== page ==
Turkey Says U.S. Efforts to Create Syria Safe Zone 'Cosmetic'
The United States' efforts to create a buffer zone in northern Syria have so far been "cosmetic", Turkey's foreign minister said on Tuesday, as he accused Washington of stalling.
NATO allies Turkey and the U.S. agreed last month to set up the buffer zone in Syria to keep Kurdish forces away from the Turkish border, launching joint patrols in the area on Sunday.
"There have been some joint patrols, yes, but steps taken beyond that... are only cosmetic," Foreign Minister Mevlut Cavusoglu told reporters in Ankara.
The safe zone is intended to create a buffer between Turkey and Syrian areas controlled by the Kurdish People's Protection Units (YPG).
Although Ankara regards the YPG as a "terrorist" offshoot of Kurdish insurgents inside Turkey, Washington sees it as a crucial ally against the Islamic State group.
Cavusoglu warned the U.S. against any delay in removing YPG positions from the border area, referring to previous warnings that it is prepared to launch unilateral operations against the group.
Turkey is worried about a repeat of the Manbij deal it struck with the U.S. last year.
The two countries agreed a road map in May 2018 to clear the YPG from Manbij in northern Syria, but Turkey says the withdrawal never happened as agreed.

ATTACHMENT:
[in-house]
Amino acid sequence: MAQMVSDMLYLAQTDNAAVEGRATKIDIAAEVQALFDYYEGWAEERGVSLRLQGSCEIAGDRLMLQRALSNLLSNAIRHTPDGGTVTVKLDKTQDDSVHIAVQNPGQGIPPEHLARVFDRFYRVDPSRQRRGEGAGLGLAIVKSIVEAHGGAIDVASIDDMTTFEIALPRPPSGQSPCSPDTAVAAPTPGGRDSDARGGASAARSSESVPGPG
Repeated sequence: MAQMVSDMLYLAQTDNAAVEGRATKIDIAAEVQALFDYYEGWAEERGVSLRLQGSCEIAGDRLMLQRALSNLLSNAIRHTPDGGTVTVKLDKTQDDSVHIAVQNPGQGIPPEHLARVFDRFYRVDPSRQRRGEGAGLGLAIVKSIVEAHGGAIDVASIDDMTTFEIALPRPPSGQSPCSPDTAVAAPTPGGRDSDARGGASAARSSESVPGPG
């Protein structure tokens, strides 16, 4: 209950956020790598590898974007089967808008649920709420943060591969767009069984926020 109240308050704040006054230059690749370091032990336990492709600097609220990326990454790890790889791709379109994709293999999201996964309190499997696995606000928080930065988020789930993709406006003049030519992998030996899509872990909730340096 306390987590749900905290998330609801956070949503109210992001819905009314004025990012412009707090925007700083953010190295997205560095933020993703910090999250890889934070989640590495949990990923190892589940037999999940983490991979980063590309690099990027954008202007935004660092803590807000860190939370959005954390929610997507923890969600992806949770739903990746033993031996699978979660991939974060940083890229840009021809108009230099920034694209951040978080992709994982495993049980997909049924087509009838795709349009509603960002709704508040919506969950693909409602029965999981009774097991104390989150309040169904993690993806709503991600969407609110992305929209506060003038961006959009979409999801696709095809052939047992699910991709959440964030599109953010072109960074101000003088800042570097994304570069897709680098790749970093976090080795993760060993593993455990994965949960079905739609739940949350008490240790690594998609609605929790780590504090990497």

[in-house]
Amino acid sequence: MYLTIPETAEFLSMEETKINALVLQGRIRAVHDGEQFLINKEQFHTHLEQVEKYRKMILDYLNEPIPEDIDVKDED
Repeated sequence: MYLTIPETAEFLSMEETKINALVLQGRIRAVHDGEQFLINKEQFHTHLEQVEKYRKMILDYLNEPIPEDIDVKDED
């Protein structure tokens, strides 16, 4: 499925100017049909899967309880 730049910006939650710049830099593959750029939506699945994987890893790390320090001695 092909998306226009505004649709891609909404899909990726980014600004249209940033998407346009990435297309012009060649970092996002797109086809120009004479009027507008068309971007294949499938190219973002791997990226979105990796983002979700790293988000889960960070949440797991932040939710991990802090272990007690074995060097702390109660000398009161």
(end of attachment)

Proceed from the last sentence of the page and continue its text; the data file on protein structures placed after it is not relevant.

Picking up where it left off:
Deputy commanders from the US Central Command and U.S. European Command were due to meet their Turkish counterparts on Tuesday, Turkey's defense ministry said on Twitter.
The military officials were due to discuss "future support" for the joint U.S.-Turkey operations center in southeast Turkey and other "key activities," CENTCOM said in a statement.
Hande Firat, a Hurriyet daily columnist, wrote on Tuesday that Turkish officials wanted a 440-kilometer (270-mile) zone along the border, and were unimpressed that the first stage of the agreement only covered a 120-kilometer area.
Firat added that Sunday's joint patrols were "just for show" on the part of the Americans, and that Turkish soldiers wanted to go far deeper into Syria than the five-kilometer area that they covered.
The issue was due to be discussed between Turkish President Recep Tayyip Erdogan and U.S. counterpart Donald Trump later this month on the margins of the U.N. general assembly.